Tax as cancer control

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Published: 12 Dec 2016
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Francis Thompson - Executive Director, Framework Convention Alliance

Dr Thompson speaks with ecancertv at the 2016 World Cancer Congress about taxation of tobacco products as a means of cancer control in different global regions.

He gives the example of higher taxes of tobacco and sugary products in the Philippines as part of a pivotal moment in their nations health care, and considers where these models might be applied in the future.

Dr Carlos Castro discussed the Colombian perspective on tobacco control and political involvement more in his ecancer interview here.

Tobacco tax is one of those areas that, from the point of view of the evidence, it’s absolutely clear that tobacco taxes are the single most important intervention that we have in tobacco control. In fact, in many cases of countries that have been quite successful it’s at least half of the overall impact of everything that we do in tobacco control. The session was focussing on that, first because it’s really important but secondly also because there are lots of people in the wider cancer community who may be aware in principle that increasing tobacco tax is a good thing but are probably not aware of a number of things: one, just how significant it is and how good the evidence is on it and, secondly, may not be aware that they can do anything about it because, of course, there’s a general assumption that somehow only tax experts or economists are qualified to go and talk to Finance Ministers. In practise, despite what people may think, Finance Ministers actually do care, even if it’s not their primary task, they do care about the health impact of what they do. So if you can tell them that raising the tax in a way that’s going to bring them lots of revenue is also going to save hundreds of thousands of lives that’s a really significant bonus for them and a really significant argument in favour.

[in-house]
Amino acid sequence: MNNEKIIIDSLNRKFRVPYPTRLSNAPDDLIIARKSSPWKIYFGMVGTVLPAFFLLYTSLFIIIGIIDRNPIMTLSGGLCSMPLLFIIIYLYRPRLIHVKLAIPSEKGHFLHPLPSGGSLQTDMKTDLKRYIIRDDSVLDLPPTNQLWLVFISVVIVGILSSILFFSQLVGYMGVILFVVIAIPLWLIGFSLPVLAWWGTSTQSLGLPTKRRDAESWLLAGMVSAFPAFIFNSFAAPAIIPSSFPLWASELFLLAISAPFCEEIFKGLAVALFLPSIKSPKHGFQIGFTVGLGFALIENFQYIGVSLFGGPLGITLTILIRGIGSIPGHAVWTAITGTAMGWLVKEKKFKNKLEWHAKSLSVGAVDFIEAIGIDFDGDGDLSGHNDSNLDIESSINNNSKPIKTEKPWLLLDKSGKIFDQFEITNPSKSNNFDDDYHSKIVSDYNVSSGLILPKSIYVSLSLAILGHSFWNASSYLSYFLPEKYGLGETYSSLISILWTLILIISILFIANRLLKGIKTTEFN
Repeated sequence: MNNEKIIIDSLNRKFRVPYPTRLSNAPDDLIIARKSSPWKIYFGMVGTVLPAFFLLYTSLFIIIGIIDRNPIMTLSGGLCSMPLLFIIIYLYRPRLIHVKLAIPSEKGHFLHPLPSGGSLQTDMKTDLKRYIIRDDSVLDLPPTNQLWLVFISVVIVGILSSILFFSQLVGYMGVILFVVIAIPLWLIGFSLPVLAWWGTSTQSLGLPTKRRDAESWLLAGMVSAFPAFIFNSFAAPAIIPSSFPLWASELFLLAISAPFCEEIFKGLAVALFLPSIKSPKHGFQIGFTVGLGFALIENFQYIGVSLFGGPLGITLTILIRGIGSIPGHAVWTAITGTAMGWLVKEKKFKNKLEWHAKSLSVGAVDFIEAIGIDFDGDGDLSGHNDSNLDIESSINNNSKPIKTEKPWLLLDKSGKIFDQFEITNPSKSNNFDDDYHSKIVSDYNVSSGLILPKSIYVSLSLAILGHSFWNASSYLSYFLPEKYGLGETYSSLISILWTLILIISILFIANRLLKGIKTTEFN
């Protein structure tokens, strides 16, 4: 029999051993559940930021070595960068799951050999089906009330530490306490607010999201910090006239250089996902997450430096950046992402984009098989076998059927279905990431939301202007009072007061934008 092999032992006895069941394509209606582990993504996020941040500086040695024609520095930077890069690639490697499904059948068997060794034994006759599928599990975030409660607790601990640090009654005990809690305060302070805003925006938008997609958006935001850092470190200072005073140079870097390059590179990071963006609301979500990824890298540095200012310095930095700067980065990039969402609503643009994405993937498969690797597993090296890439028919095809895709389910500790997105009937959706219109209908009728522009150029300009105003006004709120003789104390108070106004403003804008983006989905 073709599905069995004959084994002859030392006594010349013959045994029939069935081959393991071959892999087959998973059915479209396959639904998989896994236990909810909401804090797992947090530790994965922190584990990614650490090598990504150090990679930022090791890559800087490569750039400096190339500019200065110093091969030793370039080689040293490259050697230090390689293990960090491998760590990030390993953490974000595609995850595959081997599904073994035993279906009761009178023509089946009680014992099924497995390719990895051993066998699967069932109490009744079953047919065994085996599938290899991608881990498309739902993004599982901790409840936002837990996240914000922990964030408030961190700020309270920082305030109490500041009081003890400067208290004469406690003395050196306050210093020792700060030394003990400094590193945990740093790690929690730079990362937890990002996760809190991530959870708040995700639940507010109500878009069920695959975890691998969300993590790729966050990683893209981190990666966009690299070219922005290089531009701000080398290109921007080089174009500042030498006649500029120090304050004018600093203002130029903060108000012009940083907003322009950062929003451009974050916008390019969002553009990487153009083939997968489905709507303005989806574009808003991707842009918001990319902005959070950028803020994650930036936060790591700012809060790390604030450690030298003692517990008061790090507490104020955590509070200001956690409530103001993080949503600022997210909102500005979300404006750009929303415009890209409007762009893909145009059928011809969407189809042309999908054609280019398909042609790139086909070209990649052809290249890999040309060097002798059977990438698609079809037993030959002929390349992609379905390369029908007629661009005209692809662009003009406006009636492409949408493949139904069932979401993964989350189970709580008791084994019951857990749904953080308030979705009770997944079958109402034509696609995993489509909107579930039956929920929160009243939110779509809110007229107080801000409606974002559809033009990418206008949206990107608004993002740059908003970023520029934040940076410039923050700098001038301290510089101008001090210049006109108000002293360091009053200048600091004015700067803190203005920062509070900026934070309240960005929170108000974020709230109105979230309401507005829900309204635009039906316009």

Are you looking at any specific regions?